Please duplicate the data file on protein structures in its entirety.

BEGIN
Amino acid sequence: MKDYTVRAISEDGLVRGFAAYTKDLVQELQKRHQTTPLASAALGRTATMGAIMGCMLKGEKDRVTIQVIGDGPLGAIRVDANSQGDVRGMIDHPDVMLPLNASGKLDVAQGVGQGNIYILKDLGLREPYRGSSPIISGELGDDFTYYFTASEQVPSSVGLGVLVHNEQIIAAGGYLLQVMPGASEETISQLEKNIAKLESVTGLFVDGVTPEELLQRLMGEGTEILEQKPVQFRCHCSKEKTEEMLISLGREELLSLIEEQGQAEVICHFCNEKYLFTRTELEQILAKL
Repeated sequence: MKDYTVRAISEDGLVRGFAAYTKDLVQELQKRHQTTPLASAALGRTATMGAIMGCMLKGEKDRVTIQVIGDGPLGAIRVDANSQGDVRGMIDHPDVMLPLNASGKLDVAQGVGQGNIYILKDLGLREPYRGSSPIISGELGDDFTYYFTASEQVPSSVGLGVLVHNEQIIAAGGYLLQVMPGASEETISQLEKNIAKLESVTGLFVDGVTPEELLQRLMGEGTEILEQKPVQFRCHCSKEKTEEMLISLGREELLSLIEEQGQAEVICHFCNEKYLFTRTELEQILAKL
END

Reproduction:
Amino acid sequence: MKDYTVRAISEDGLVRGFAAYTKDLVQELQKRHQTTPLASAALGRTATMGAIMGCMLKGEKDRVTIQVIGDGPLGAIRVDANSQGDVRGMIDHPDVMLPLNASGKLDVAQGVGQGNIYILKDLGLREPYRGSSPIISGELGDDFTYYFTASEQVPSSVGLGVLVHNEQIIAAGGYLLQVMPGASEETISQLEKNIAKLESVTGLFVDGVTPEELLQRLMGEGTEILEQKPVQFRCHCSKEKTEEMLISLGREELLSLIEEQGQAEVICHFCNEKYLFTRTELEQILAKL
Repeated sequence: MKDYTVRAISEDGLVRGFAAYTKDLVQELQKRHQTTPLASAALGRTATMGAIMGCMLKGEKDRVTIQVIGDGPLGAIRVDANSQGDVRGMIDHPDVMLPLNASGKLDVAQGVGQGNIYILKDLGLREPYRGSSPIISGELGDDFTYYFTASEQVPSSVGLGVLVHNEQIIAAGGYLLQVMPGASEETISQLEKNIAKLESVTGLFVDGVTPEELLQRLMGEGTEILEQKPVQFRCHCSKEKTEEMLISLGREELLSLIEEQGQAEVICHFCNEKYLFTRTELEQILAKL